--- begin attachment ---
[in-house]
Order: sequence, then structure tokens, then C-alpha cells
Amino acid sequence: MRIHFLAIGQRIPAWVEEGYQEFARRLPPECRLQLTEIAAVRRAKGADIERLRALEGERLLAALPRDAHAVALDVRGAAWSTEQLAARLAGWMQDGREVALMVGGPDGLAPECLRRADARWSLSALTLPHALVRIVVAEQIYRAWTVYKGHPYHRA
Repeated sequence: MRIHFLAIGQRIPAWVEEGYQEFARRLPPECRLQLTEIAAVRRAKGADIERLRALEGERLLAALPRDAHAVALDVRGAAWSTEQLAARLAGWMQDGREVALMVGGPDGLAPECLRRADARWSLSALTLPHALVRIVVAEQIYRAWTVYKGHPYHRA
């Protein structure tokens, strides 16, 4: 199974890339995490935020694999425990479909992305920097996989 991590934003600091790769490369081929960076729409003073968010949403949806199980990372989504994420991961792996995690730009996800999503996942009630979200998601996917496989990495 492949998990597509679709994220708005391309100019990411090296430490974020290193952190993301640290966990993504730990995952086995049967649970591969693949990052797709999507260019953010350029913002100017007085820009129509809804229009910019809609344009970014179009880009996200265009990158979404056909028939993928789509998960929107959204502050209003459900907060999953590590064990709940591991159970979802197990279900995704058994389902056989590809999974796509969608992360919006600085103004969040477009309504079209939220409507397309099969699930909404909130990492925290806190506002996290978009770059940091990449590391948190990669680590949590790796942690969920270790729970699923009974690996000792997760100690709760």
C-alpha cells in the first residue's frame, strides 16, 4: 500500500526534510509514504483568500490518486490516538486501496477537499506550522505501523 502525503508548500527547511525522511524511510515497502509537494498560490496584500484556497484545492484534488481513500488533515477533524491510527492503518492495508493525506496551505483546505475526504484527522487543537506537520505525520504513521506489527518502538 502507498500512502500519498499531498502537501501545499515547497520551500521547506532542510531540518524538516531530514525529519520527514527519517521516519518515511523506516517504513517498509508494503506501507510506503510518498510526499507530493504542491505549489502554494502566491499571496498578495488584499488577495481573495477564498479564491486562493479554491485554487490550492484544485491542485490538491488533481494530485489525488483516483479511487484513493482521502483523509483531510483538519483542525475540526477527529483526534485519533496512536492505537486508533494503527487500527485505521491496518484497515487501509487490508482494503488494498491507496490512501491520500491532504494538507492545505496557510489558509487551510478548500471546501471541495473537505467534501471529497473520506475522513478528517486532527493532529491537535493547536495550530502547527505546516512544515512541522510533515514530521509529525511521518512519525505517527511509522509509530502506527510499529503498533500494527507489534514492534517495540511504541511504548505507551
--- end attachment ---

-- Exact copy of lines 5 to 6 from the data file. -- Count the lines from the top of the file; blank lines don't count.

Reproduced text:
């Protein structure tokens, strides 16, 4: 199974890339995490935020694999425990479909992305920097996989 991590934003600091790769490369081929960076729409003073968010949403949806199980990372989504994420991961792996995690730009996800999503996942009630979200998601996917496989990495 492949998990597509679709994220708005391309100019990411090296430490974020290193952190993301640290966990993504730990995952086995049967649970591969693949990052797709999507260019953010350029913002100017007085820009129509809804229009910019809609344009970014179009880009996200265009990158979404056909028939993928789509998960929107959204502050209003459900907060999953590590064990709940591991159970979802197990279900995704058994389902056989590809999974796509969608992360919006600085103004969040477009309504079209939220409507397309099969699930909404909130990492925290806190506002996290978009770059940091990449590391948190990669680590949590790796942690969920270790729970699923009974690996000792997760100690709760």
C-alpha cells in the first residue's frame, strides 16, 4: 500500500526534510509514504483568500490518486490516538486501496477537499506550522505501523 502525503508548500527547511525522511524511510515497502509537494498560490496584500484556497484545492484534488481513500488533515477533524491510527492503518492495508493525506496551505483546505475526504484527522487543537506537520505525520504513521506489527518502538 502507498500512502500519498499531498502537501501545499515547497520551500521547506532542510531540518524538516531530514525529519520527514527519517521516519518515511523506516517504513517498509508494503506501507510506503510518498510526499507530493504542491505549489502554494502566491499571496498578495488584499488577495481573495477564498479564491486562493479554491485554487490550492484544485491542485490538491488533481494530485489525488483516483479511487484513493482521502483523509483531510483538519483542525475540526477527529483526534485519533496512536492505537486508533494503527487500527485505521491496518484497515487501509487490508482494503488494498491507496490512501491520500491532504494538507492545505496557510489558509487551510478548500471546501471541495473537505467534501471529497473520506475522513478528517486532527493532529491537535493547536495550530502547527505546516512544515512541522510533515514530521509529525511521518512519525505517527511509522509509530502506527510499529503498533500494527507489534514492534517495540511504541511504548505507551